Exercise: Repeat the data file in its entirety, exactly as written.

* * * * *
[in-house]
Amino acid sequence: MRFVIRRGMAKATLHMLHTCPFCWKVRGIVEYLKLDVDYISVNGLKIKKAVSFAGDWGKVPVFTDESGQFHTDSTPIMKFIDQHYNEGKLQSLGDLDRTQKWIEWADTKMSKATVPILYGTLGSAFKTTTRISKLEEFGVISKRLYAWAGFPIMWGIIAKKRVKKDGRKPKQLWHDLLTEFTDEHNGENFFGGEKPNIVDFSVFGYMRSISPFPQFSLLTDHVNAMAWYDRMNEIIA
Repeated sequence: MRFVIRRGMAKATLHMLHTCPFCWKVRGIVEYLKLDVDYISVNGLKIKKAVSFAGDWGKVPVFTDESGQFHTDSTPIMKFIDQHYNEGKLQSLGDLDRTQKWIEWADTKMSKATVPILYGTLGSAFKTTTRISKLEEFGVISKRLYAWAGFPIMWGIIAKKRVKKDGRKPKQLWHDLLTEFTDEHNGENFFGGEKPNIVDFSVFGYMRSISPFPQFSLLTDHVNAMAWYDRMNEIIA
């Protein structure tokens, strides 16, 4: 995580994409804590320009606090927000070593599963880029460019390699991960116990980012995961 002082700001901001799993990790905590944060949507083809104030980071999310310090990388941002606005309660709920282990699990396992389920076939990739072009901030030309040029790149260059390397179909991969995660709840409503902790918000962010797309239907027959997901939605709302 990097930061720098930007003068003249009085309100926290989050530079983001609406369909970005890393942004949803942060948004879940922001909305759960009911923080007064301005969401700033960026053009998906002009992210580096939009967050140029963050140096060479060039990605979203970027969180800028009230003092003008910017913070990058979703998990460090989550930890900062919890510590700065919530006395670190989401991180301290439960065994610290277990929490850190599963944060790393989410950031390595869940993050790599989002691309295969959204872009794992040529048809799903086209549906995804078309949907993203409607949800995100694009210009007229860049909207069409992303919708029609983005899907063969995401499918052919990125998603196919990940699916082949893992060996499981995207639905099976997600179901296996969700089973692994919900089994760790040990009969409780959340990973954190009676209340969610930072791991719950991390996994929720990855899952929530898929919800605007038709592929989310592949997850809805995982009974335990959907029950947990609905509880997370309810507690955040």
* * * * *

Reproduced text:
[in-house]
Amino acid sequence: MRFVIRRGMAKATLHMLHTCPFCWKVRGIVEYLKLDVDYISVNGLKIKKAVSFAGDWGKVPVFTDESGQFHTDSTPIMKFIDQHYNEGKLQSLGDLDRTQKWIEWADTKMSKATVPILYGTLGSAFKTTTRISKLEEFGVISKRLYAWAGFPIMWGIIAKKRVKKDGRKPKQLWHDLLTEFTDEHNGENFFGGEKPNIVDFSVFGYMRSISPFPQFSLLTDHVNAMAWYDRMNEIIA
Repeated sequence: MRFVIRRGMAKATLHMLHTCPFCWKVRGIVEYLKLDVDYISVNGLKIKKAVSFAGDWGKVPVFTDESGQFHTDSTPIMKFIDQHYNEGKLQSLGDLDRTQKWIEWADTKMSKATVPILYGTLGSAFKTTTRISKLEEFGVISKRLYAWAGFPIMWGIIAKKRVKKDGRKPKQLWHDLLTEFTDEHNGENFFGGEKPNIVDFSVFGYMRSISPFPQFSLLTDHVNAMAWYDRMNEIIA
């Protein structure tokens, strides 16, 4: 995580994409804590320009606090927000070593599963880029460019390699991960116990980012995961 002082700001901001799993990790905590944060949507083809104030980071999310310090990388941002606005309660709920282990699990396992389920076939990739072009901030030309040029790149260059390397179909991969995660709840409503902790918000962010797309239907027959997901939605709302 990097930061720098930007003068003249009085309100926290989050530079983001609406369909970005890393942004949803942060948004879940922001909305759960009911923080007064301005969401700033960026053009998906002009992210580096939009967050140029963050140096060479060039990605979203970027969180800028009230003092003008910017913070990058979703998990460090989550930890900062919890510590700065919530006395670190989401991180301290439960065994610290277990929490850190599963944060790393989410950031390595869940993050790599989002691309295969959204872009794992040529048809799903086209549906995804078309949907993203409607949800995100694009210009007229860049909207069409992303919708029609983005899907063969995401499918052919990125998603196919990940699916082949893992060996499981995207639905099976997600179901296996969700089973692994919900089994760790040990009969409780959340990973954190009676209340969610930072791991719950991390996994929720990855899952929530898929919800605007038709592929989310592949997850809805995982009974335990959907029950947990609905509880997370309810507690955040």